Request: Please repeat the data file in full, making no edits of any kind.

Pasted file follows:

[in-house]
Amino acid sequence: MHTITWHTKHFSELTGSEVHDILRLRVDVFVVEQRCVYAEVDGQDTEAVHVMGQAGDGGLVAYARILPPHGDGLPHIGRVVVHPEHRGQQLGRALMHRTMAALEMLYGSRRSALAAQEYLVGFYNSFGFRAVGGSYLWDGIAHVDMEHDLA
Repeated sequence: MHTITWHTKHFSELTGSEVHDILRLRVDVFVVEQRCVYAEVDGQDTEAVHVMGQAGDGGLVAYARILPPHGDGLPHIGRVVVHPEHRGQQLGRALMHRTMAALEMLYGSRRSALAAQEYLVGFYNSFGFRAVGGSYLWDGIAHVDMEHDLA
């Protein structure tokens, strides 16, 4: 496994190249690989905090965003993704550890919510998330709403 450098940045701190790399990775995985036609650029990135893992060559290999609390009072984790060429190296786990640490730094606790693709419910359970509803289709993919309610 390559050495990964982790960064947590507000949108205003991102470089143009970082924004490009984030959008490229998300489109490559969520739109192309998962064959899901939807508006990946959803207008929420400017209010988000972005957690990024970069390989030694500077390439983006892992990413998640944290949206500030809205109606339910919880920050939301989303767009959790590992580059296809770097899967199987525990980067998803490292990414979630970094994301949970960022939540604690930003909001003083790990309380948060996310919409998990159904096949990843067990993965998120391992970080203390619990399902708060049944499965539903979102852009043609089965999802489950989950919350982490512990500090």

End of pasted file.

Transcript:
[in-house]
Amino acid sequence: MHTITWHTKHFSELTGSEVHDILRLRVDVFVVEQRCVYAEVDGQDTEAVHVMGQAGDGGLVAYARILPPHGDGLPHIGRVVVHPEHRGQQLGRALMHRTMAALEMLYGSRRSALAAQEYLVGFYNSFGFRAVGGSYLWDGIAHVDMEHDLA
Repeated sequence: MHTITWHTKHFSELTGSEVHDILRLRVDVFVVEQRCVYAEVDGQDTEAVHVMGQAGDGGLVAYARILPPHGDGLPHIGRVVVHPEHRGQQLGRALMHRTMAALEMLYGSRRSALAAQEYLVGFYNSFGFRAVGGSYLWDGIAHVDMEHDLA
């Protein structure tokens, strides 16, 4: 496994190249690989905090965003993704550890919510998330709403 450098940045701190790399990775995985036609650029990135893992060559290999609390009072984790060429190296786990640490730094606790693709419910359970509803289709993919309610 390559050495990964982790960064947590507000949108205003991102470089143009970082924004490009984030959008490229998300489109490559969520739109192309998962064959899901939807508006990946959803207008929420400017209010988000972005957690990024970069390989030694500077390439983006892992990413998640944290949206500030809205109606339910919880920050939301989303767009959790590992580059296809770097899967199987525990980067998803490292990414979630970094994301949970960022939540604690930003909001003083790990309380948060996310919409998990159904096949990843067990993965998120391992970080203390619990399902708060049944499965539903979102852009043609089965999802489950989950919350982490512990500090």